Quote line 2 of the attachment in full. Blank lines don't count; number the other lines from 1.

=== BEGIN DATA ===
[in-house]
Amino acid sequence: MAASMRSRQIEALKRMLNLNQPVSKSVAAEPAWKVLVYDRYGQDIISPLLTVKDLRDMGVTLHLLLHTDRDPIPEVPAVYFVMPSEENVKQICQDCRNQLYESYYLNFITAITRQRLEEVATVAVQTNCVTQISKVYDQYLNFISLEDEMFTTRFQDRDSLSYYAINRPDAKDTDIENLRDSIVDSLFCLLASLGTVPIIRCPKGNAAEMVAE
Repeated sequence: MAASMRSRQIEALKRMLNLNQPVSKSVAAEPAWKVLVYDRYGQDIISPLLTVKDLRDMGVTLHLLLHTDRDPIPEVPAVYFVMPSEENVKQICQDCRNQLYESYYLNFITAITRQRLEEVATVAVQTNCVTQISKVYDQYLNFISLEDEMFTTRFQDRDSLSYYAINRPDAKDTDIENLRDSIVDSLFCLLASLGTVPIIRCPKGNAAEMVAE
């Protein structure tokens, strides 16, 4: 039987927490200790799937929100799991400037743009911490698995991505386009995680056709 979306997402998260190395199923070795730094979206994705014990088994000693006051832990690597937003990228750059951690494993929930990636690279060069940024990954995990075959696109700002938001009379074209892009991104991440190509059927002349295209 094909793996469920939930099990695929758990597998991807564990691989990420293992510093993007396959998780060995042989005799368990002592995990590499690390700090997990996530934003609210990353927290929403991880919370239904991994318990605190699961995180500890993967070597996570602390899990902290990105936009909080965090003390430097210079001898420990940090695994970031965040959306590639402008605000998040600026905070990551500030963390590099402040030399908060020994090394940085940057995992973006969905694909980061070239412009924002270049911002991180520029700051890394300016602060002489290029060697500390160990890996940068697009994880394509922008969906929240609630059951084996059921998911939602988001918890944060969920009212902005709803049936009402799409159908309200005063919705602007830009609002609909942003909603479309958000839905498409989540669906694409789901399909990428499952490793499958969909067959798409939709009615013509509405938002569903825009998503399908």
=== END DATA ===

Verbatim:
Amino acid sequence: MAASMRSRQIEALKRMLNLNQPVSKSVAAEPAWKVLVYDRYGQDIISPLLTVKDLRDMGVTLHLLLHTDRDPIPEVPAVYFVMPSEENVKQICQDCRNQLYESYYLNFITAITRQRLEEVATVAVQTNCVTQISKVYDQYLNFISLEDEMFTTRFQDRDSLSYYAINRPDAKDTDIENLRDSIVDSLFCLLASLGTVPIIRCPKGNAAEMVAE